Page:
Question Time is a supremely interesting look at the world of quizzing and the kind of people who do it, especially those that manage to make a living out of it. Although there aren’t many celebrities in the field, we still cross paths with Kevin Ashman, one of television’s Eggheads, spot Paul Sinha of The Chase across the room, and take part in a quiz hosted by Jack Waley-Cohen, the senior question setter on my favourite TV quiz show, Only Connect. We also get to see a quiz hosted by the QI elves, who’ve taken the podcast world by storm with their spin-off show No Such Thing as a Fish. Although there is definitely a certain type of person who gets really into the act of quizzing, there does seem to be something unifying and universal about the “sport”, and the tradition of trivia is as alive and well as it ever was. People are just curious, and we all like the challenge, it seems.

It’s also inspired me once again to try and make my way to the other side of the microphone and host one myself. If you know of an opening, give me a shout.

My second novel, The Third Wheel, is now available on Amazon and Waterstones! It tells the story of Dexter, a twenty-something teacher who is struggling with the fact that he alone among his friends is single and isn’t ready to grow up. But when aliens invade, it puts a lot of his problems into perspective. Mixing comedy, science fiction and horror, the novel promises to have something for everyone. I hope you’ll check it out!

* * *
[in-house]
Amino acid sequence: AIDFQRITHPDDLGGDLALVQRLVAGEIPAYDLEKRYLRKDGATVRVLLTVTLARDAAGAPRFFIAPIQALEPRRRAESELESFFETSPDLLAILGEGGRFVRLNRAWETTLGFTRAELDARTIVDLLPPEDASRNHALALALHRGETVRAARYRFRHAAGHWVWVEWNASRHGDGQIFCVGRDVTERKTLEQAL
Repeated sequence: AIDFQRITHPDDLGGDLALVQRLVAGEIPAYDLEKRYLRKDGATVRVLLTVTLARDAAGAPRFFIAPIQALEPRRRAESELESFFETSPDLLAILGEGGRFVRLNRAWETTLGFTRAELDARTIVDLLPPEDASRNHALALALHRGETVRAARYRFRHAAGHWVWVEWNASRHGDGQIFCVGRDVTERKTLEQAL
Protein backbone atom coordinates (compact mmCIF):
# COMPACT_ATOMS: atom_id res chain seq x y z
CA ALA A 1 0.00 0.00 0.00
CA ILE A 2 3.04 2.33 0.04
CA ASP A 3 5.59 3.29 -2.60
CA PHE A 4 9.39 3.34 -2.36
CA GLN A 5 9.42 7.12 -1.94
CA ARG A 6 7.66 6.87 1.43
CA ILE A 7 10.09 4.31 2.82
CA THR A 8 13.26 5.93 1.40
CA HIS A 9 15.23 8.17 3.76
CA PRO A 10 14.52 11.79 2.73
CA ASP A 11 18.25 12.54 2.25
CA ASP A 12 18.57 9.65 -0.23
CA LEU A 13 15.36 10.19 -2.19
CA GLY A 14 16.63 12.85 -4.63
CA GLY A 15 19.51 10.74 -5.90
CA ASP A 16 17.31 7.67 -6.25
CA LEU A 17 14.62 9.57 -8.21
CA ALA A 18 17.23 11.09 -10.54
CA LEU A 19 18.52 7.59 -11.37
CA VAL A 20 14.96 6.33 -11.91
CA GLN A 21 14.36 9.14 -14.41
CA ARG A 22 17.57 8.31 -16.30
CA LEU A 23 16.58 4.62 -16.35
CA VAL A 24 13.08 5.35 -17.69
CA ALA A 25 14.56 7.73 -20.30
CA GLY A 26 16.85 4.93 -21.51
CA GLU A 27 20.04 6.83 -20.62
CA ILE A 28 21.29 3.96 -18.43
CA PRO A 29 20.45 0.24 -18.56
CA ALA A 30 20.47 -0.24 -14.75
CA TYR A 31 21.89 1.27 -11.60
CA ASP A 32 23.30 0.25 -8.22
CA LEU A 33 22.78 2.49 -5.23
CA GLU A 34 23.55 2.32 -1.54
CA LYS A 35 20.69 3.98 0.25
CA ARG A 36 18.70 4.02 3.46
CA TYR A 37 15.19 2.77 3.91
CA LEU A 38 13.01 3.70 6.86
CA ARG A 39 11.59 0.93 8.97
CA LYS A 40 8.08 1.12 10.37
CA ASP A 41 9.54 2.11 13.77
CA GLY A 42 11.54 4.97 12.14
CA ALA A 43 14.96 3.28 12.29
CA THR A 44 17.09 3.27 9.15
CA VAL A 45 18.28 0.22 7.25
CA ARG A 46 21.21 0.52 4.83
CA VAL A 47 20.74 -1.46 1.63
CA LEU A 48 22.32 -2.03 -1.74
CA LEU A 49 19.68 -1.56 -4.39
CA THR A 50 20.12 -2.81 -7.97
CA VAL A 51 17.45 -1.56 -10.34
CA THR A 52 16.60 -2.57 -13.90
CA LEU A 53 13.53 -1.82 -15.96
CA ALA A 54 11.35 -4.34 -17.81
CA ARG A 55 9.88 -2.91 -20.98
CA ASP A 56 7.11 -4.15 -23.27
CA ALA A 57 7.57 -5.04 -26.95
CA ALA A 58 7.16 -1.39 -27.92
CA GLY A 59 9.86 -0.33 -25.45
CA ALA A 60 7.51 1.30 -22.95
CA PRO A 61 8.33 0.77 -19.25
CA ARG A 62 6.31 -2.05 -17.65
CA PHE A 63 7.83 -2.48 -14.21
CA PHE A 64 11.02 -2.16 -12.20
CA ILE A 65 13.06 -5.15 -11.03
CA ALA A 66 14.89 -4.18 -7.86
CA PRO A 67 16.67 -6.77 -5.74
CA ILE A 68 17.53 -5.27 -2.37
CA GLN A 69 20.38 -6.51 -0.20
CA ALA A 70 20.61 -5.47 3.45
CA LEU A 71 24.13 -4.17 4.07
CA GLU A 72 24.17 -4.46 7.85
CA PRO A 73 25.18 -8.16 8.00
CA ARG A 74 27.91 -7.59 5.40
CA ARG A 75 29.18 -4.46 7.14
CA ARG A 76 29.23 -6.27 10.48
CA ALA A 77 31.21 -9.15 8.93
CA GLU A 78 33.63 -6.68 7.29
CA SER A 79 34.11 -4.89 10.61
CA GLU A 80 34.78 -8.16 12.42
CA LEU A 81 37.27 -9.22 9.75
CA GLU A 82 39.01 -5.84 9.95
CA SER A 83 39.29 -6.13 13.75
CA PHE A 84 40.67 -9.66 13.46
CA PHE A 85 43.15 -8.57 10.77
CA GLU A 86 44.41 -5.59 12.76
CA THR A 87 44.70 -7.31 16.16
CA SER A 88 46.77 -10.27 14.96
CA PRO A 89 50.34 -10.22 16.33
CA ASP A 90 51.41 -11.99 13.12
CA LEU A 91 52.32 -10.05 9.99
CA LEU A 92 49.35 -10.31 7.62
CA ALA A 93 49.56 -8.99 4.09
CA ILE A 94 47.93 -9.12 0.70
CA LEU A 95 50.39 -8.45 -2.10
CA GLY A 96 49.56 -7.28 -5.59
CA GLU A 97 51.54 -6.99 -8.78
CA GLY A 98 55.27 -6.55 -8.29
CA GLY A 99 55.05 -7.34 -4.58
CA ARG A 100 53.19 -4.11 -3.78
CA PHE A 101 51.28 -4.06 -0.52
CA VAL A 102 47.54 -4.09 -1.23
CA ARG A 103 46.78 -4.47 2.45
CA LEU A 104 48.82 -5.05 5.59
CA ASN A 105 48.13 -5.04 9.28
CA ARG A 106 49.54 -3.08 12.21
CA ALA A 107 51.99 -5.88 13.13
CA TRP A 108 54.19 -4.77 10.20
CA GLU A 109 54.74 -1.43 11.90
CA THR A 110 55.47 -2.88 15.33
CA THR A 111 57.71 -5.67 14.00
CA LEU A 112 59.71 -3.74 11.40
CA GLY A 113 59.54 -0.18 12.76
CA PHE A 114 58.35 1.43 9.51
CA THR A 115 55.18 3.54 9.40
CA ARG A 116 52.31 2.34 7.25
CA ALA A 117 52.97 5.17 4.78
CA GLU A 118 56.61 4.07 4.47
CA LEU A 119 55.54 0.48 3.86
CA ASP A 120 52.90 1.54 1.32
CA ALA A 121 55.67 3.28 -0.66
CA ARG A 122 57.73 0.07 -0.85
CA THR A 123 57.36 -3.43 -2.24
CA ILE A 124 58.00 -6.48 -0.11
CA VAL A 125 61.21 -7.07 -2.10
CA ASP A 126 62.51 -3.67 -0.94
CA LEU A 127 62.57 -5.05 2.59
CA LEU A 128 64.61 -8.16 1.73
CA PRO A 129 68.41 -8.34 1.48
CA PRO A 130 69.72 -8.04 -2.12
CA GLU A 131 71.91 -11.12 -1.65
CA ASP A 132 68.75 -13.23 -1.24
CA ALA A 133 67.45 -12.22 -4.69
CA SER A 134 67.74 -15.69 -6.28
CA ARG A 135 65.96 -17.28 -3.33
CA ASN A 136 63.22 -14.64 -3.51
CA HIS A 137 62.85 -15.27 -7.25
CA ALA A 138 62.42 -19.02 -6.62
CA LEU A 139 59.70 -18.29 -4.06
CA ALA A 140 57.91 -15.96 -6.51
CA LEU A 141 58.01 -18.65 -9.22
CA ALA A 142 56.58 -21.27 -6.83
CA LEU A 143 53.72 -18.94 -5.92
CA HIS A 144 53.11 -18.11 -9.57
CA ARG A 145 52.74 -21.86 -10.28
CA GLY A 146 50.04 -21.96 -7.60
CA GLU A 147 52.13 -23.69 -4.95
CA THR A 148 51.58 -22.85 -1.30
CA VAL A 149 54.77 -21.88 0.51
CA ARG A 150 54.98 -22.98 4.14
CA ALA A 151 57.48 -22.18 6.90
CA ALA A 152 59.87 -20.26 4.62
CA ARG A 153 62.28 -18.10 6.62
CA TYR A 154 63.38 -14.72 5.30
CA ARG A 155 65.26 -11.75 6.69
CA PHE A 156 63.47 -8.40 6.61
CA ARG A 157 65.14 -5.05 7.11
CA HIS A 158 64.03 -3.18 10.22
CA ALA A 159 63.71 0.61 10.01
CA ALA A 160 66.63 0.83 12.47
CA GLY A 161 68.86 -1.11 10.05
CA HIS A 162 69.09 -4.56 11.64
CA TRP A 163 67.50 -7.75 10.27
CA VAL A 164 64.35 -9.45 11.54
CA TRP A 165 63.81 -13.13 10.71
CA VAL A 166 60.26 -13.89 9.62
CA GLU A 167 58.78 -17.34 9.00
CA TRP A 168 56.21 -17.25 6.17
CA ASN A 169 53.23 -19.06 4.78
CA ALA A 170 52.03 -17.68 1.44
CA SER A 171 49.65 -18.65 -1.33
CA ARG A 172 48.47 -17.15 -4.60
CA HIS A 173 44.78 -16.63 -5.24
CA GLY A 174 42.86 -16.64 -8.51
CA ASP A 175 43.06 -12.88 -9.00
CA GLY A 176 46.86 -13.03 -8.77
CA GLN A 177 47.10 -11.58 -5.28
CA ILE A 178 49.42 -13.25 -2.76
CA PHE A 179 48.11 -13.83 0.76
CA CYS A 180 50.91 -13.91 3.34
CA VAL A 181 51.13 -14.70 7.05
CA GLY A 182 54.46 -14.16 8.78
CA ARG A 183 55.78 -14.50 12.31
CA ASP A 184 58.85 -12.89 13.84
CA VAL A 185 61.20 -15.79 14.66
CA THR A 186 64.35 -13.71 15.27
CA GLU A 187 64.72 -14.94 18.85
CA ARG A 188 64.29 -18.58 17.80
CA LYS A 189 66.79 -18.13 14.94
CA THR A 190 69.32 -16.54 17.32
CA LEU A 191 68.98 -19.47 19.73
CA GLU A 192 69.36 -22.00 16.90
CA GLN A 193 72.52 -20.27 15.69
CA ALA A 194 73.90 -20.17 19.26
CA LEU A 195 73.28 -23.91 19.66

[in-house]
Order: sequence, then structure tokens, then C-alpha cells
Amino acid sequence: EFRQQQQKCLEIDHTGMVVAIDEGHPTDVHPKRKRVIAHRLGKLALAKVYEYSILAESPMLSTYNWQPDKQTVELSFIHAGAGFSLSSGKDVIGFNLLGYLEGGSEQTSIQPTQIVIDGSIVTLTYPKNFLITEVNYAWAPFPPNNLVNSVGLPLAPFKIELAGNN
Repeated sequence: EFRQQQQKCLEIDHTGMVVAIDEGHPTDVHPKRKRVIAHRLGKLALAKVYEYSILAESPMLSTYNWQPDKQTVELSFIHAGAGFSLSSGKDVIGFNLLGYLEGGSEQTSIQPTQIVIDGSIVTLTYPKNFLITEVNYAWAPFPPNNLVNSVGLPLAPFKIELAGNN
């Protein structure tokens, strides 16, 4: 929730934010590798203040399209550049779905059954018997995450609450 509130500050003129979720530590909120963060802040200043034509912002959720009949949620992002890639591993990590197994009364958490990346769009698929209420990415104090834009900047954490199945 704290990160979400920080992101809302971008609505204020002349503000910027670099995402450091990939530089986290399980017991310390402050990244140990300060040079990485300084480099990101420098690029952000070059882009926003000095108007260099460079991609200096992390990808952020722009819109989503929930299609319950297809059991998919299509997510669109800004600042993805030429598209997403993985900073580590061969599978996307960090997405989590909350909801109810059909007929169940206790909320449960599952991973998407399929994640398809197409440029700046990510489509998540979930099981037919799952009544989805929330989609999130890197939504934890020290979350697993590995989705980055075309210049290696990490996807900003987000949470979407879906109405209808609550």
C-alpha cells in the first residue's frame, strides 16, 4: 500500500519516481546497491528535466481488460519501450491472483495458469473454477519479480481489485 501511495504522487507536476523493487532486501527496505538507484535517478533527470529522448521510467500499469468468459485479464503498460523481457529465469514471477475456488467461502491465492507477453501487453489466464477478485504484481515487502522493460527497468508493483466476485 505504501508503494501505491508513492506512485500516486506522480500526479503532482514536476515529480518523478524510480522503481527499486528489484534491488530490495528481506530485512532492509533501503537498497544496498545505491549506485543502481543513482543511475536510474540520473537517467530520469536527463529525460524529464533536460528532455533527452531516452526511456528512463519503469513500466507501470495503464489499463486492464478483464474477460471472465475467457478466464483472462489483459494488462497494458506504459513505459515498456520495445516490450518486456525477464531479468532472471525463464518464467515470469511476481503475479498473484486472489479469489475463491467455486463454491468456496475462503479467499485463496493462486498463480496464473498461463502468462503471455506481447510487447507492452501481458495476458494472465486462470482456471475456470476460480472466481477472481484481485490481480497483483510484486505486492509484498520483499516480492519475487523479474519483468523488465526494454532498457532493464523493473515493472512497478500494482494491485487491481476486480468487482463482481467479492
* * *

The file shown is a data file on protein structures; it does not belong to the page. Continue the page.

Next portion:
Podcasts: Part Two

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Last month I reviewed four of my favourite podcasts, and now I’m back with another four. Let’s get going!

podcast 5Podcast: Flash Forward
Number of Episodes: 15+
Release: Every other Tuesday

As humans, we seem to spend an awful lot of time worrying about the future. Will we be successful? Will we be happy? Will we survive? In Flash Forward, every episode sees host Rose Eveleth conjure up a possible future for humanity. The show combines snippets of drama as we hear the future played out as if it’s happening, and masses of interesting information, as she speaks to experts about whether the future she’s envisioned could ever become a possibility.

Episode topics covered recently include a future where everyone wore lie detectors all the time, a future where we’d eradicated mosquitoes, a future where everyone knew their date of death, and a future where paper is no longer used and everything’s digital. Some of the ideas are realistic and could happen; others are from the deepest realms of impossible science fiction, but are no less interesting to discuss. It’s actually on it’s second season, but the first isn’t available on iTunes and I haven’t got round to listening to it yet. It also has another name; Meanwhile in the Future. The first season includes such futures as what would happen if Earth gained a second moon, or if a robotic overlord banned all human weaponry.

Rose is a very chipper host, keenly interested in her subject, and the interviewees she gets are no small bones, all being important in their fields. There is such a mix of tones and emotions at play here too, but she navigates them with serious skill. Any episode is worth listening to, but to start off I’d go for “My Everything Pal” or “Love at First Bot”.

podcast 6Podcast: Richard Herring’s Leicester Square Theatre Podcast
Number of Episodes: 100
Release: Wednesdays, but currently on hiatus